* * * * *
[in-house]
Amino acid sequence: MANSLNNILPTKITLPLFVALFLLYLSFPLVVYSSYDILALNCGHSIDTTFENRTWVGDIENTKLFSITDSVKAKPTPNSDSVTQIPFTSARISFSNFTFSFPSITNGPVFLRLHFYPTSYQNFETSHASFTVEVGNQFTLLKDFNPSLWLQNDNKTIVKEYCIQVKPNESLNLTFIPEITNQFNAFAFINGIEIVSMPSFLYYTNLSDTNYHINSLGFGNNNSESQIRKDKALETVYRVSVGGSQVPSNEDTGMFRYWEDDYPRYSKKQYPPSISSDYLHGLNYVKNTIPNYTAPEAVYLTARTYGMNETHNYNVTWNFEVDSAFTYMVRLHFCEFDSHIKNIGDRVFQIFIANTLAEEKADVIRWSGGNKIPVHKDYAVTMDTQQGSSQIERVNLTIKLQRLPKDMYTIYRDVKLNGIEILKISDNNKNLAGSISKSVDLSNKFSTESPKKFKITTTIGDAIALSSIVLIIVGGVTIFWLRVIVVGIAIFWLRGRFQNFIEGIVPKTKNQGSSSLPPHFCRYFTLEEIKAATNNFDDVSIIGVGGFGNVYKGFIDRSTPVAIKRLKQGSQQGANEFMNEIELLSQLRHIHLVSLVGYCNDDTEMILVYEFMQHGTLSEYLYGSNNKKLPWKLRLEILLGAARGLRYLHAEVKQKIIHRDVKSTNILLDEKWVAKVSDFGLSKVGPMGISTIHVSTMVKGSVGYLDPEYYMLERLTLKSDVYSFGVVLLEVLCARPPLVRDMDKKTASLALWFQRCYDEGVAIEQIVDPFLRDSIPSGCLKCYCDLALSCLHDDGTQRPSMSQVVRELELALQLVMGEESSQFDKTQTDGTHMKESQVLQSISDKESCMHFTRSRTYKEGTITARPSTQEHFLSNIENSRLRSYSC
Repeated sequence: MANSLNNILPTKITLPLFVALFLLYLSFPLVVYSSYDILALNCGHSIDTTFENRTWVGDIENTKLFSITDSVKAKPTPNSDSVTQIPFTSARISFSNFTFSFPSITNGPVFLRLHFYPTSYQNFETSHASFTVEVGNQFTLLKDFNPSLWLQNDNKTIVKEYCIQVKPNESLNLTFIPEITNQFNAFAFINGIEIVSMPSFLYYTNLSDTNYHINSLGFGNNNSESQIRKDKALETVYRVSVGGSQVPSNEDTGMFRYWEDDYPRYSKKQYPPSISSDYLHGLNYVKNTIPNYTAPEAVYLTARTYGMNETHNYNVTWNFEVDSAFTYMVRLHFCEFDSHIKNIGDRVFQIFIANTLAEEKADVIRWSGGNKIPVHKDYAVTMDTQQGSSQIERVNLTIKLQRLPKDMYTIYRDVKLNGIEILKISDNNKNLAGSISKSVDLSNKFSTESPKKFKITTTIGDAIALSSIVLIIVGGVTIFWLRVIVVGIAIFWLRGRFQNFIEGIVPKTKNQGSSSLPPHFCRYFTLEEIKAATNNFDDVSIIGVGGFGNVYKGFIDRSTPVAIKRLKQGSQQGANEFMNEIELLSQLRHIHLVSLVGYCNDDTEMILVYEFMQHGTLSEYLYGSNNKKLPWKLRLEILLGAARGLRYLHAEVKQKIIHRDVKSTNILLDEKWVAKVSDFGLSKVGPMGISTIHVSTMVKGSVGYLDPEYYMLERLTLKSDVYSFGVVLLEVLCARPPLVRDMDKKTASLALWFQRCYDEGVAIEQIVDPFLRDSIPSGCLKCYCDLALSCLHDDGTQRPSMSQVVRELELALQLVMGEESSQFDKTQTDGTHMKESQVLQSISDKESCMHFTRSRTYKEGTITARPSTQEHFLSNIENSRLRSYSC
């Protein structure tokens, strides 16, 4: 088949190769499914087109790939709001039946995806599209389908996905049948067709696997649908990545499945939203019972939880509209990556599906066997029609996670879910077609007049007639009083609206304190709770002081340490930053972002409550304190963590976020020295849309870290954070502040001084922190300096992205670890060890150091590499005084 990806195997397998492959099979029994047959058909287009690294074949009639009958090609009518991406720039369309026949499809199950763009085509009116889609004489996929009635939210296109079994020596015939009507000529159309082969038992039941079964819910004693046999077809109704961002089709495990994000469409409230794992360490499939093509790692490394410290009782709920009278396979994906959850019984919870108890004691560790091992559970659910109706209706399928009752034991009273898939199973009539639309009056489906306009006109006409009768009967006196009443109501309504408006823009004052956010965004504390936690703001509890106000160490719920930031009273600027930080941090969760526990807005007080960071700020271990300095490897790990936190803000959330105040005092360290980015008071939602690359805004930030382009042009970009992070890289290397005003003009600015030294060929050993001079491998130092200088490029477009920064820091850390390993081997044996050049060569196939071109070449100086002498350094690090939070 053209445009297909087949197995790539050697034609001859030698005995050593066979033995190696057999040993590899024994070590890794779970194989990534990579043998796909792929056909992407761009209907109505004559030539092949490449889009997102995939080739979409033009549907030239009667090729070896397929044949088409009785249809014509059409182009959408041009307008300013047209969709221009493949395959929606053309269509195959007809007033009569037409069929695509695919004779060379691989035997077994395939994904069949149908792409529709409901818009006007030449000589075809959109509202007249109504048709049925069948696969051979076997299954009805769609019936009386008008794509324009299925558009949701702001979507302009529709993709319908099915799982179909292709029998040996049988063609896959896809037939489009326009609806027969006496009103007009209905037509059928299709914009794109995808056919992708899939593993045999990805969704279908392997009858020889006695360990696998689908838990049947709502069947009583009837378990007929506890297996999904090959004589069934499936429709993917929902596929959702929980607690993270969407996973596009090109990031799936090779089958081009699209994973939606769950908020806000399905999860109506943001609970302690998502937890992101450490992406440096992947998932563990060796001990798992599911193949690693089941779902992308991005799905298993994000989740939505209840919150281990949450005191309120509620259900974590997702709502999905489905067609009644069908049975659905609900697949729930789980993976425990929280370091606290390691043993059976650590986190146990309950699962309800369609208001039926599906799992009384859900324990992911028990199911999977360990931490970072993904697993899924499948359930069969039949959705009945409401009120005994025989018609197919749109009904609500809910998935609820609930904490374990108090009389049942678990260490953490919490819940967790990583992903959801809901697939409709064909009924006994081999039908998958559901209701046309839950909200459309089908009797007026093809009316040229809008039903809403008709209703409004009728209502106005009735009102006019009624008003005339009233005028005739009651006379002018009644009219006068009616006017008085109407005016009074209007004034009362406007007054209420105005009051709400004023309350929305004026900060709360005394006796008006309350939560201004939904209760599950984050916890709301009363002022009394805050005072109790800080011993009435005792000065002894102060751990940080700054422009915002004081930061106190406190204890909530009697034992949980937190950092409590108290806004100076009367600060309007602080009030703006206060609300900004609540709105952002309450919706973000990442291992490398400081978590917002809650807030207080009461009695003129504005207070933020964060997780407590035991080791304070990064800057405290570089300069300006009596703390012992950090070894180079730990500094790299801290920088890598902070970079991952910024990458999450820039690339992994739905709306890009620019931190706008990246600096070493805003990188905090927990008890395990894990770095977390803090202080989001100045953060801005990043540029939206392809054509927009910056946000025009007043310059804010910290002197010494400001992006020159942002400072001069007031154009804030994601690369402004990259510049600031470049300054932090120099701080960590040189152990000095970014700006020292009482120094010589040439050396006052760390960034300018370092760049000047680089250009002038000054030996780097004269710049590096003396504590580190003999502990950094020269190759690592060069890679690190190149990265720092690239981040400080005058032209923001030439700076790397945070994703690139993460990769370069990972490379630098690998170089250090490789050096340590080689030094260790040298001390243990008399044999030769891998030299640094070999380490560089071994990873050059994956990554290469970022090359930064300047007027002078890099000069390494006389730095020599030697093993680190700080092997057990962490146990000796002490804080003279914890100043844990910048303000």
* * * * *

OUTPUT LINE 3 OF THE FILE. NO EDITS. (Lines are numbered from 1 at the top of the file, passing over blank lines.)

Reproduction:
Repeated sequence: MANSLNNILPTKITLPLFVALFLLYLSFPLVVYSSYDILALNCGHSIDTTFENRTWVGDIENTKLFSITDSVKAKPTPNSDSVTQIPFTSARISFSNFTFSFPSITNGPVFLRLHFYPTSYQNFETSHASFTVEVGNQFTLLKDFNPSLWLQNDNKTIVKEYCIQVKPNESLNLTFIPEITNQFNAFAFINGIEIVSMPSFLYYTNLSDTNYHINSLGFGNNNSESQIRKDKALETVYRVSVGGSQVPSNEDTGMFRYWEDDYPRYSKKQYPPSISSDYLHGLNYVKNTIPNYTAPEAVYLTARTYGMNETHNYNVTWNFEVDSAFTYMVRLHFCEFDSHIKNIGDRVFQIFIANTLAEEKADVIRWSGGNKIPVHKDYAVTMDTQQGSSQIERVNLTIKLQRLPKDMYTIYRDVKLNGIEILKISDNNKNLAGSISKSVDLSNKFSTESPKKFKITTTIGDAIALSSIVLIIVGGVTIFWLRVIVVGIAIFWLRGRFQNFIEGIVPKTKNQGSSSLPPHFCRYFTLEEIKAATNNFDDVSIIGVGGFGNVYKGFIDRSTPVAIKRLKQGSQQGANEFMNEIELLSQLRHIHLVSLVGYCNDDTEMILVYEFMQHGTLSEYLYGSNNKKLPWKLRLEILLGAARGLRYLHAEVKQKIIHRDVKSTNILLDEKWVAKVSDFGLSKVGPMGISTIHVSTMVKGSVGYLDPEYYMLERLTLKSDVYSFGVVLLEVLCARPPLVRDMDKKTASLALWFQRCYDEGVAIEQIVDPFLRDSIPSGCLKCYCDLALSCLHDDGTQRPSMSQVVRELELALQLVMGEESSQFDKTQTDGTHMKESQVLQSISDKESCMHFTRSRTYKEGTITARPSTQEHFLSNIENSRLRSYSC